Programmes > Par auteur > Högberg Anders

Exploring knowledge-transfer systems during the Still Bay at 80-70 thousand years ago in southern Africa
Marlize Lombard  1@  , Anders Högberg  2, *@  
1 : University of Johannesburg  (UJ)  -  Site web
PO Box 524 Auckland Park -  Afrique du Sud
2 : Linnaeus University [Kalmar]  (lnu)  -  Site web
391 82 Kalmar351 95 Växjö -  Suède
* : Auteur correspondant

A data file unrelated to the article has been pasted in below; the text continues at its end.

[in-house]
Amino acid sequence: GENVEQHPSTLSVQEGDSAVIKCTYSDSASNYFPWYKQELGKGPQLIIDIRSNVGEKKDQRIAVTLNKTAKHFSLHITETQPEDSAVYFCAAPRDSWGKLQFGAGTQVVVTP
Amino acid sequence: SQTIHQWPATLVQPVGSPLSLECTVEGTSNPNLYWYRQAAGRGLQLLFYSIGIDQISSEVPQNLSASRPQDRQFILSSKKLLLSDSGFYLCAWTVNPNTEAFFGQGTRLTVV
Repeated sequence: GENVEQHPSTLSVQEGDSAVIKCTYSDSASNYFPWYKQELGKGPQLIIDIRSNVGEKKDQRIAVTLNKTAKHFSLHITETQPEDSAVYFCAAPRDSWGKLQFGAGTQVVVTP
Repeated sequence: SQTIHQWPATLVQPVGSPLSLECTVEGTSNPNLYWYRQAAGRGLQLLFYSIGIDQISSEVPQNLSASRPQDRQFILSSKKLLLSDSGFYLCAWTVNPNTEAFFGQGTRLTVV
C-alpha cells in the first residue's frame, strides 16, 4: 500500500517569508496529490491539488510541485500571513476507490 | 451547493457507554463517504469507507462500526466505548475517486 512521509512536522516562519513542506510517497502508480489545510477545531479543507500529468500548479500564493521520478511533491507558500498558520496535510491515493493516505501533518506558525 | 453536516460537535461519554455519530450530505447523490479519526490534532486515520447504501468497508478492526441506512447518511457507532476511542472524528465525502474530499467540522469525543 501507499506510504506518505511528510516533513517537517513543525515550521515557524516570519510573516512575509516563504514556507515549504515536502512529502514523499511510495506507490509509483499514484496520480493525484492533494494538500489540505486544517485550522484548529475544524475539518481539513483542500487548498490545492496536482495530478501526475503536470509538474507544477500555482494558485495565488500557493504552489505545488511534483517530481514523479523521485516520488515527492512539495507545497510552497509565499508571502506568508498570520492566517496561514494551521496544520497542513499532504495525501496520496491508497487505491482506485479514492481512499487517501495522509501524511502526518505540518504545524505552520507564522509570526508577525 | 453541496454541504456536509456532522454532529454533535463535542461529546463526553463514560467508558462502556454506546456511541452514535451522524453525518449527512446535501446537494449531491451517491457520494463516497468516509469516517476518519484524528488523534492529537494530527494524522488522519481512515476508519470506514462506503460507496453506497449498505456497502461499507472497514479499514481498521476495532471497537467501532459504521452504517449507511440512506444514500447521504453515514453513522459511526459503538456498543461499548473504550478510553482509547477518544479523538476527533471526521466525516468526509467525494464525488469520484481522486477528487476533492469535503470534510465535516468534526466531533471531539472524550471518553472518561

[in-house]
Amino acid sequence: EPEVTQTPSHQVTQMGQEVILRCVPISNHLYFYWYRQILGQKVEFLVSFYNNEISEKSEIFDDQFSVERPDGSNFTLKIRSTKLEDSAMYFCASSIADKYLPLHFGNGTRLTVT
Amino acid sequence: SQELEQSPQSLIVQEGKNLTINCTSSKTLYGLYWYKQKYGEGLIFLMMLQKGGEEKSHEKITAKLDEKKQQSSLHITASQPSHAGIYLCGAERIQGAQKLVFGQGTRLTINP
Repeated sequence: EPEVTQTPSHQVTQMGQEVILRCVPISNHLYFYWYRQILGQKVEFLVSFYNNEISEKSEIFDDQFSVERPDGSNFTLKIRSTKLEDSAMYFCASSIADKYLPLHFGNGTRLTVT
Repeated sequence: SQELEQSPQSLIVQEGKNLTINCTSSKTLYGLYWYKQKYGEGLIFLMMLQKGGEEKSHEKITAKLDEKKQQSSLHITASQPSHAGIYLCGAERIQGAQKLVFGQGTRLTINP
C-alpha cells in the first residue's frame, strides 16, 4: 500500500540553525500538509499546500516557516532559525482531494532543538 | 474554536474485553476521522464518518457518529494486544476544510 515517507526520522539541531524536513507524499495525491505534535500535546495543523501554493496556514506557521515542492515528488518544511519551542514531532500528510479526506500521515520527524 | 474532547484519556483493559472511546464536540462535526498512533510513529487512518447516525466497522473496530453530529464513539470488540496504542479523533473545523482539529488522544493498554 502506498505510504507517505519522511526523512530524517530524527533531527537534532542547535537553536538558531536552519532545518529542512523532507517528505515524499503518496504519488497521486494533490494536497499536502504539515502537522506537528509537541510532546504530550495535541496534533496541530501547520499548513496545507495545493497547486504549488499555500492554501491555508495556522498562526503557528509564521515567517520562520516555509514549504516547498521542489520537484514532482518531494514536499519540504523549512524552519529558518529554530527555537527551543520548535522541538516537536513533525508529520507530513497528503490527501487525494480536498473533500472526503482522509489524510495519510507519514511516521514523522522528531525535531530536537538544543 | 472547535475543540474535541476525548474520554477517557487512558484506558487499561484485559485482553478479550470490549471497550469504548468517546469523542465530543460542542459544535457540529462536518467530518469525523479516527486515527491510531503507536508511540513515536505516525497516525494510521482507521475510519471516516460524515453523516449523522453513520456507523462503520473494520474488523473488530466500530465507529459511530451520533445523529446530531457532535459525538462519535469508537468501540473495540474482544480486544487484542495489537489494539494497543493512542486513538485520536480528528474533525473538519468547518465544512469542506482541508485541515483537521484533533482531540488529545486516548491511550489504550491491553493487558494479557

The Middle Stone Age of southern Africa dates roughly to between 300 000 and 30 000 ago, and is renowned for genetic, fossil and archaeological evidence that attests to the biological and cultural evolution of early modern humans in the region. The Still Bay technocomplex and its associated behaviours, dating to between roughly 80-70 thousand years ago, play a major part in this discussion. Here we present directly comparable morphometric data and our interpretation of point-production strategies for the Still Bay point assemblages from Hollow Rock Shelter (Western Cape, South Africa), Umhlatuzana and Sibudu (KwaZulu-Natal, South Africa), and Apollo 11 (Namibia). We demonstrate that while there are no statistically significant differences in the morphometric data sets between the sites, there are subtle similarities and differences in point-production strategies and the use of raw materials for knapping. We suggest that these similarities and variations represent aspects of how knowledge-transfer systems and knapping conventions were followed on both intra- and inter-regional scales.



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